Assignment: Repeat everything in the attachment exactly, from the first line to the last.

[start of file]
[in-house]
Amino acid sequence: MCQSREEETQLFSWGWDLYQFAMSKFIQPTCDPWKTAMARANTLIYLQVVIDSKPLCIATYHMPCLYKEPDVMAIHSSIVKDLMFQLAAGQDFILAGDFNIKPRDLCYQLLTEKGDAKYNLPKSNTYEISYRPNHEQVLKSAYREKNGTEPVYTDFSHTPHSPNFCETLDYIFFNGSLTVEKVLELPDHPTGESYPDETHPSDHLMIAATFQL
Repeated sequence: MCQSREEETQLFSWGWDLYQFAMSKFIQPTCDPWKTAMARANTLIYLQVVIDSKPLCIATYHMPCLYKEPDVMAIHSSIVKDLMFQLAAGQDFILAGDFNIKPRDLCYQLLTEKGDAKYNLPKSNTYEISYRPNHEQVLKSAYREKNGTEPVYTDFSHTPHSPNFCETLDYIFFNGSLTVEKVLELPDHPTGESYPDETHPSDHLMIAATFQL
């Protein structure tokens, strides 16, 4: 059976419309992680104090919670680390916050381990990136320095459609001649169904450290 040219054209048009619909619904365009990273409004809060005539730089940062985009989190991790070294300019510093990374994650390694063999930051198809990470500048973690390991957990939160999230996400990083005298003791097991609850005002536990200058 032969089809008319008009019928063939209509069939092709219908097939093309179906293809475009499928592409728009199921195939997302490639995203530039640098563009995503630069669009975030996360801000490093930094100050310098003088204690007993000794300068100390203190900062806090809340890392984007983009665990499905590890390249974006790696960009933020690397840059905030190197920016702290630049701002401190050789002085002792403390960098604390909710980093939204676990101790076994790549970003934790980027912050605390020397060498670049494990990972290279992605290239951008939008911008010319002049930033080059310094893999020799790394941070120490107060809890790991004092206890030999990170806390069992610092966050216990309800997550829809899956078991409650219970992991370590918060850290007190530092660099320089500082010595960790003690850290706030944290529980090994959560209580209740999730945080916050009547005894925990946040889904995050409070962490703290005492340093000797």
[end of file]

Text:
[in-house]
Amino acid sequence: MCQSREEETQLFSWGWDLYQFAMSKFIQPTCDPWKTAMARANTLIYLQVVIDSKPLCIATYHMPCLYKEPDVMAIHSSIVKDLMFQLAAGQDFILAGDFNIKPRDLCYQLLTEKGDAKYNLPKSNTYEISYRPNHEQVLKSAYREKNGTEPVYTDFSHTPHSPNFCETLDYIFFNGSLTVEKVLELPDHPTGESYPDETHPSDHLMIAATFQL
Repeated sequence: MCQSREEETQLFSWGWDLYQFAMSKFIQPTCDPWKTAMARANTLIYLQVVIDSKPLCIATYHMPCLYKEPDVMAIHSSIVKDLMFQLAAGQDFILAGDFNIKPRDLCYQLLTEKGDAKYNLPKSNTYEISYRPNHEQVLKSAYREKNGTEPVYTDFSHTPHSPNFCETLDYIFFNGSLTVEKVLELPDHPTGESYPDETHPSDHLMIAATFQL
């Protein structure tokens, strides 16, 4: 059976419309992680104090919670680390916050381990990136320095459609001649169904450290 040219054209048009619909619904365009990273409004809060005539730089940062985009989190991790070294300019510093990374994650390694063999930051198809990470500048973690390991957990939160999230996400990083005298003791097991609850005002536990200058 032969089809008319008009019928063939209509069939092709219908097939093309179906293809475009499928592409728009199921195939997302490639995203530039640098563009995503630069669009975030996360801000490093930094100050310098003088204690007993000794300068100390203190900062806090809340890392984007983009665990499905590890390249974006790696960009933020690397840059905030190197920016702290630049701002401190050789002085002792403390960098604390909710980093939204676990101790076994790549970003934790980027912050605390020397060498670049494990990972290279992605290239951008939008911008010319002049930033080059310094893999020799790394941070120490107060809890790991004092206890030999990170806390069992610092966050216990309800997550829809899956078991409650219970992991370590918060850290007190530092660099320089500082010595960790003690850290706030944290529980090994959560209580209740999730945080916050009547005894925990946040889904995050409070962490703290005492340093000797």